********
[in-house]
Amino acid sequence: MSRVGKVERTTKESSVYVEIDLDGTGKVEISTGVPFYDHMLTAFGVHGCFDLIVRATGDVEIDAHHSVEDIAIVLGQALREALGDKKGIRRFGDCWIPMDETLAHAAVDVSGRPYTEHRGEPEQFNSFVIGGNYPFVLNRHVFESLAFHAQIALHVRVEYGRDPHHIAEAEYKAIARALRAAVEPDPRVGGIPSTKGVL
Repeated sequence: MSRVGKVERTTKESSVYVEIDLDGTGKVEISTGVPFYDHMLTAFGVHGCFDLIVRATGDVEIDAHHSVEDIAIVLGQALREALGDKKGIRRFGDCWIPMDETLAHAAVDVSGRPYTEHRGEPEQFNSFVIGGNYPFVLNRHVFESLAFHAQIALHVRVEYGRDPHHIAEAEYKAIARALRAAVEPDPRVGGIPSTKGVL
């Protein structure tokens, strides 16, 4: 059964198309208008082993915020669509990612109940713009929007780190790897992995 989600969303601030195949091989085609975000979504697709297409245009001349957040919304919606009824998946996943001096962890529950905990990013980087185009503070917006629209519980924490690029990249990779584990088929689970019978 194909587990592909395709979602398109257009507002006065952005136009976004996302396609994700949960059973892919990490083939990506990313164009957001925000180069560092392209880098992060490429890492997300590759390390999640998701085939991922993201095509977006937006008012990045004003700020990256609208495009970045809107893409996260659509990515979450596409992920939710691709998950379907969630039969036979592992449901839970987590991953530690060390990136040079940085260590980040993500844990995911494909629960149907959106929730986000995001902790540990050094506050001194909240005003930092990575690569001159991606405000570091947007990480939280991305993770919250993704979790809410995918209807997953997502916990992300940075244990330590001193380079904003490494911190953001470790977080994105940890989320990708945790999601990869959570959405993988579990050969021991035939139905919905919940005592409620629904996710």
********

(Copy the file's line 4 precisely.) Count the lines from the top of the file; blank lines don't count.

């Protein structure tokens, strides 16, 4: 059964198309208008082993915020669509990612109940713009929007780190790897992995 989600969303601030195949091989085609975000979504697709297409245009001349957040919304919606009824998946996943001096962890529950905990990013980087185009503070917006629209519980924490690029990249990779584990088929689970019978 194909587990592909395709979602398109257009507002006065952005136009976004996302396609994700949960059973892919990490083939990506990313164009957001925000180069560092392209880098992060490429890492997300590759390390999640998701085939991922993201095509977006937006008012990045004003700020990256609208495009970045809107893409996260659509990515979450596409992920939710691709998950379907969630039969036979592992449901839970987590991953530690060390990136040079940085260590980040993500844990995911494909629960149907959106929730986000995001902790540990050094506050001194909240005003930092990575690569001159991606405000570091947007990480939280991305993770919250993704979790809410995918209807997953997502916990992300940075244990330590001193380079904003490494911190953001470790977080994105940890989320990708945790999601990869959570959405993988579990050969021991035939139905919905919940005592409620629904996710």